Council clears major sewer project in Wilburton | Capacity to increase ahead of planned development growth in neighborhood

Bellevue is investing nearly $10 million in sewer capacity upgrades to accommodate development growth in the Wilburton neighborhood, with larger pipelines projected to handle the next century of change.

Bellevue is investing nearly $10 million in sewer capacity upgrades to accommodate development growth in the Wilburton neighborhood, with larger pipelines projected to handle the next century of change.

The Bellevue City Council rezoned the Wilburton subarea to allow increased height limits and densities in 2008, the neighborhood expected to be a transition zone between residential development on the east side and the downtown area west of Interstate 405.

“The sewage infrastructure out there was designed for a low level of development; historically, it has been car dealerships,” said Paul Bucich, Bellevue’s assistant director of engineering. “The systems out there were undersized for the rezone that the city has implemented.”

The two years of engineering work for replacing 4,300 feet of various sized sewer pipes that started in 2013 anticipates the city council’s follow-through with another rezone for mixed-use development in the near future, Bucich said.

The city council on Monday approved an ordinance granting low bidder MidMountain Contractors, Inc., a $7.9 million contract for the Wilburton sewer capacity project, with the expectation the cost will rise to $9.85 million before completion. Bucich said the contract was signed Tuesday to begin preconstruction discussions ahead of a potential September start time.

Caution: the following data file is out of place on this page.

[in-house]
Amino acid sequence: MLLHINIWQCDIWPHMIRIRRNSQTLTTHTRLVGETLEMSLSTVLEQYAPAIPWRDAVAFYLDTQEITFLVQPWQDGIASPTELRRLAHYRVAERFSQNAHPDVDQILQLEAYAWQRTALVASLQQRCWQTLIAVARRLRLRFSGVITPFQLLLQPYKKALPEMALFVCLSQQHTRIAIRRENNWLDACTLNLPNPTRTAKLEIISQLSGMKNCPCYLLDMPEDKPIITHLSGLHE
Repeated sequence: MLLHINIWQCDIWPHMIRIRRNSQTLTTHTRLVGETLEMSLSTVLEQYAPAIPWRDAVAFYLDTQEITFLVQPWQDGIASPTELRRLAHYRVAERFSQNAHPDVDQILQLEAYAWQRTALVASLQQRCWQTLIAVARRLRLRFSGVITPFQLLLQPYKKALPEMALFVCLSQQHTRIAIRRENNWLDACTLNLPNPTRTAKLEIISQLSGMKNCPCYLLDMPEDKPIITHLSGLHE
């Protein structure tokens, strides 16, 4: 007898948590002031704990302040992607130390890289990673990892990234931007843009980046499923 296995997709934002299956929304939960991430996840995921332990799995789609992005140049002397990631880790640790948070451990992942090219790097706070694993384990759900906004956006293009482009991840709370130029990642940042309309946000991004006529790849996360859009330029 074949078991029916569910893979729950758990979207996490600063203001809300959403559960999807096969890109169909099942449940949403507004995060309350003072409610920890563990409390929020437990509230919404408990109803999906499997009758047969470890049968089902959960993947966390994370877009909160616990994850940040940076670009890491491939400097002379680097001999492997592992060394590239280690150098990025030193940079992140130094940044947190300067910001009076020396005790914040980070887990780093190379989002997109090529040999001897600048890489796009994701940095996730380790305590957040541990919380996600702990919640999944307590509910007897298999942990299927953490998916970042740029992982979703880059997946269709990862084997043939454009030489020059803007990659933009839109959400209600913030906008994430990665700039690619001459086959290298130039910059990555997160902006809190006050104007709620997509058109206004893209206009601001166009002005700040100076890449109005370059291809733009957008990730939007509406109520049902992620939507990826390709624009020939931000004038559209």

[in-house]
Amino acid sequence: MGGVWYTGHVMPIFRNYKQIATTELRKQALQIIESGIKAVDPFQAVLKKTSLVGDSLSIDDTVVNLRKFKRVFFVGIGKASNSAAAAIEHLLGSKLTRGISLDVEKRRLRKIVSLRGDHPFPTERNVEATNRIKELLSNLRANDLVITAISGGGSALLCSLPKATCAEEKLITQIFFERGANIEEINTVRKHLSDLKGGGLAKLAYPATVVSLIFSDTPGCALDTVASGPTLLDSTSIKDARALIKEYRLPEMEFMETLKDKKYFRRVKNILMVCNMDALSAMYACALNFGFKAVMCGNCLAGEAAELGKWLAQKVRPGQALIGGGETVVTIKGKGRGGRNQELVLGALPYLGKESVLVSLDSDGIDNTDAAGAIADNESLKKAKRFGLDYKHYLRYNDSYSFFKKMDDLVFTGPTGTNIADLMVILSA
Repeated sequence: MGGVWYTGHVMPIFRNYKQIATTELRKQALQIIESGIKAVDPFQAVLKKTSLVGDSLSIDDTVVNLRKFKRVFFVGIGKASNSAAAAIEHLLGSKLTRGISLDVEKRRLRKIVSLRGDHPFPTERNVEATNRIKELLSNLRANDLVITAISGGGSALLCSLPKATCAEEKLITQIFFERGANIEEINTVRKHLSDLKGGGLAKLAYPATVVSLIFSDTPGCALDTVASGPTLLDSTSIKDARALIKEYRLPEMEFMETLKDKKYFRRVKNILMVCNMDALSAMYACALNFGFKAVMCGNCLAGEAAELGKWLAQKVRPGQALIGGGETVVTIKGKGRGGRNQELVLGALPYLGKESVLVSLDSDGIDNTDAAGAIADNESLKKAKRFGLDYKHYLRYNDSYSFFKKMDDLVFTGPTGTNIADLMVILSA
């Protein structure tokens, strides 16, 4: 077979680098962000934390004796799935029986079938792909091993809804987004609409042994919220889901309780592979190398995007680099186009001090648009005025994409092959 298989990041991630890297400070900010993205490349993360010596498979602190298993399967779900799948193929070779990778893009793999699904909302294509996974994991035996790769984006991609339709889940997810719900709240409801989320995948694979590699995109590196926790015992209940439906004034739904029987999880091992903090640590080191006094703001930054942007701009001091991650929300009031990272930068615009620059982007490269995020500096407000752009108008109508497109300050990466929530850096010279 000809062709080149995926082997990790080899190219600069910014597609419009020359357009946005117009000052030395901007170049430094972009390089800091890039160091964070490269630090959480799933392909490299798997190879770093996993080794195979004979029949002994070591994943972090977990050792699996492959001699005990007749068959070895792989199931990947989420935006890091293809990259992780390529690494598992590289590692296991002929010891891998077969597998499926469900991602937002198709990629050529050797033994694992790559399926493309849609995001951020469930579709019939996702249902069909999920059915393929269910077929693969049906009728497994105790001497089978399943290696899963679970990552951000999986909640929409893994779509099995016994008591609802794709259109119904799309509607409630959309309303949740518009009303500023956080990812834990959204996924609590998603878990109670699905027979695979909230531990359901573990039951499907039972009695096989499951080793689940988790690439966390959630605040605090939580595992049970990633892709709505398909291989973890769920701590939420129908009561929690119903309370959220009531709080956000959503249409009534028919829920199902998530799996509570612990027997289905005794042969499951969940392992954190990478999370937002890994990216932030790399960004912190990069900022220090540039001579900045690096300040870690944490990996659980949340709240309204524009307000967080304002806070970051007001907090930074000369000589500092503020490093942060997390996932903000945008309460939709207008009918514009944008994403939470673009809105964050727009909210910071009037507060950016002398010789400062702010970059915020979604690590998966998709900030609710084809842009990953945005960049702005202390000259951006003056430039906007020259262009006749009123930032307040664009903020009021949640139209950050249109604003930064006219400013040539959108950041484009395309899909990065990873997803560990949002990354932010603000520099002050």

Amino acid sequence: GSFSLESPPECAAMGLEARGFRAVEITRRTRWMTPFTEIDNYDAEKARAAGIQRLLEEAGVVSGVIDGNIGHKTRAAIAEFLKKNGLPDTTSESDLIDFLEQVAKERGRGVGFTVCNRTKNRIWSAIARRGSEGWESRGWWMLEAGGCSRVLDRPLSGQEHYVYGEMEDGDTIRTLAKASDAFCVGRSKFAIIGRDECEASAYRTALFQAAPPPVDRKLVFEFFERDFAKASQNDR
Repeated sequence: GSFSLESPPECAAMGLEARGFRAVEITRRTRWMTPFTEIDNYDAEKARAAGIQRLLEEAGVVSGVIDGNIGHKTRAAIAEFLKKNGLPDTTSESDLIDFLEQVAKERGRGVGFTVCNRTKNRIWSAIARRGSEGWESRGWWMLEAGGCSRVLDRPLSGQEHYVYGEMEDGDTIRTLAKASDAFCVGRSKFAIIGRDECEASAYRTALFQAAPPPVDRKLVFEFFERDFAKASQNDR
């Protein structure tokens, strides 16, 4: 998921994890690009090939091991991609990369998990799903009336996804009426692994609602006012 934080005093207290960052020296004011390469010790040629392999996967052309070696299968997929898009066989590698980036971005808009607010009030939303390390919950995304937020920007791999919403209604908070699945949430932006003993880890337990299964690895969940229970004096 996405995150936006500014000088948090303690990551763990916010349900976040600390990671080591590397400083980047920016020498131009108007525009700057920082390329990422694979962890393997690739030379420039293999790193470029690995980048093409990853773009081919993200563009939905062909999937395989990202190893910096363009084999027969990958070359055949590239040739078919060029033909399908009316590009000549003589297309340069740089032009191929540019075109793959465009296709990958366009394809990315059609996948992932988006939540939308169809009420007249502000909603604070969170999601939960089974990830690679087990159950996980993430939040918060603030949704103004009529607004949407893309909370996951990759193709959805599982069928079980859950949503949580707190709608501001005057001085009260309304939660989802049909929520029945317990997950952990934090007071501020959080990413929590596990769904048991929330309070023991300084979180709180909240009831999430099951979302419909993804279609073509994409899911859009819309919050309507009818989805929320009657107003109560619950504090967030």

“A lot of the work is being done outside the road right-of-way, except out on 114th (Avenue Northeast),” said Bucich, adding traffic coordination will be necessary. “We can’t shut off the road. That is the access for many (hotel) businesses to get their goods.”

The project will take about a year to complete, and comes with a number of challenges, such as having to use auger cast piles to support a pipeline that will run through a wetland area to prevent the line from sinking, removing and replacing a pipe crossing under I-405 and 20-foot excavations in certain areas to mitigate groundwater impacts.

The Wilburton sewer project is one of three undertakings by the city — all amounting to about $19 million — to increase sewer capacity. Discussions are ongoing about mitigating traffic when the East Central Business District trunkline improvement project — 1,850 feet of 30-inch and 42-inch sewer lines within 112th Avenue Southeast —  starts in mid-August.

“They’re already feeling traffic jams from the Bellefields Pump Station project,” Bucich said, which is being replaced in order to continue being served by the ECBD line.


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